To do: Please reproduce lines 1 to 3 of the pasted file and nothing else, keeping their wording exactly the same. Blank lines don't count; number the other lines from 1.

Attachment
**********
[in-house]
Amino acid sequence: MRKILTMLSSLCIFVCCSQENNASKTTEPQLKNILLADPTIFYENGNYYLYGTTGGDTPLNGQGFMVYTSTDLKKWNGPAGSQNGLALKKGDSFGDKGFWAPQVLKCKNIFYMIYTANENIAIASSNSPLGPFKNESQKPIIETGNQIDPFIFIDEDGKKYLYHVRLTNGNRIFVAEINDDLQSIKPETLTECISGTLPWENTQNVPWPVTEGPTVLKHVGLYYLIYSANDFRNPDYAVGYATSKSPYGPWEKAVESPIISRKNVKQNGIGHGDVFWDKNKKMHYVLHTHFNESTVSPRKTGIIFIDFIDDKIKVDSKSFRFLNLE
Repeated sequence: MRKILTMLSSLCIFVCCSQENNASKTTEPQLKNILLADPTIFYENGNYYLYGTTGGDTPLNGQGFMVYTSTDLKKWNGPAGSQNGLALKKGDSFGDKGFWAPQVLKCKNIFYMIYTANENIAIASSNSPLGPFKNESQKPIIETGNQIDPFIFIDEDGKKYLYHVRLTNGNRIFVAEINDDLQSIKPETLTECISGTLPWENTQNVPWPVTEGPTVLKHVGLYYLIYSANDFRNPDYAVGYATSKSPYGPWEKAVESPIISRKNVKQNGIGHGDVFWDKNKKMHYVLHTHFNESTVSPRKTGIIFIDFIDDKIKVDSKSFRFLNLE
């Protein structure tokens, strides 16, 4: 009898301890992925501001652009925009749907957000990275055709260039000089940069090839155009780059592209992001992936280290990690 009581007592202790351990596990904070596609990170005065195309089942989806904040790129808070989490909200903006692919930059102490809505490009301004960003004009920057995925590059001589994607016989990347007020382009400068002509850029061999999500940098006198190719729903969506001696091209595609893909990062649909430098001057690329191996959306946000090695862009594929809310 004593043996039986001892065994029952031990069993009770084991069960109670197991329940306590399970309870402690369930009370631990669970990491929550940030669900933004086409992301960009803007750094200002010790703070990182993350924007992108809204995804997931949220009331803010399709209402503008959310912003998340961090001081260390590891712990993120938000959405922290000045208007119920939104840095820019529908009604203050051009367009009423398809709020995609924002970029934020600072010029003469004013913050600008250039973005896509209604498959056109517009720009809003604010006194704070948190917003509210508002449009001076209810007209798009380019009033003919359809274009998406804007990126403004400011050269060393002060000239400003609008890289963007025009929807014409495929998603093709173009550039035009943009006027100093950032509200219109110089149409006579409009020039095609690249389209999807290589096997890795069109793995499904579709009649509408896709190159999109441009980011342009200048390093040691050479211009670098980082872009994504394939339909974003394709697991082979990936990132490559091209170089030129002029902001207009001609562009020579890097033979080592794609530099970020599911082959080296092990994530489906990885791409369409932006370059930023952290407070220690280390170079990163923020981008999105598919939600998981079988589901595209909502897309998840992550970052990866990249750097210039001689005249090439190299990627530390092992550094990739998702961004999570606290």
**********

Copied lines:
[in-house]
Amino acid sequence: MRKILTMLSSLCIFVCCSQENNASKTTEPQLKNILLADPTIFYENGNYYLYGTTGGDTPLNGQGFMVYTSTDLKKWNGPAGSQNGLALKKGDSFGDKGFWAPQVLKCKNIFYMIYTANENIAIASSNSPLGPFKNESQKPIIETGNQIDPFIFIDEDGKKYLYHVRLTNGNRIFVAEINDDLQSIKPETLTECISGTLPWENTQNVPWPVTEGPTVLKHVGLYYLIYSANDFRNPDYAVGYATSKSPYGPWEKAVESPIISRKNVKQNGIGHGDVFWDKNKKMHYVLHTHFNESTVSPRKTGIIFIDFIDDKIKVDSKSFRFLNLE
Repeated sequence: MRKILTMLSSLCIFVCCSQENNASKTTEPQLKNILLADPTIFYENGNYYLYGTTGGDTPLNGQGFMVYTSTDLKKWNGPAGSQNGLALKKGDSFGDKGFWAPQVLKCKNIFYMIYTANENIAIASSNSPLGPFKNESQKPIIETGNQIDPFIFIDEDGKKYLYHVRLTNGNRIFVAEINDDLQSIKPETLTECISGTLPWENTQNVPWPVTEGPTVLKHVGLYYLIYSANDFRNPDYAVGYATSKSPYGPWEKAVESPIISRKNVKQNGIGHGDVFWDKNKKMHYVLHTHFNESTVSPRKTGIIFIDFIDDKIKVDSKSFRFLNLE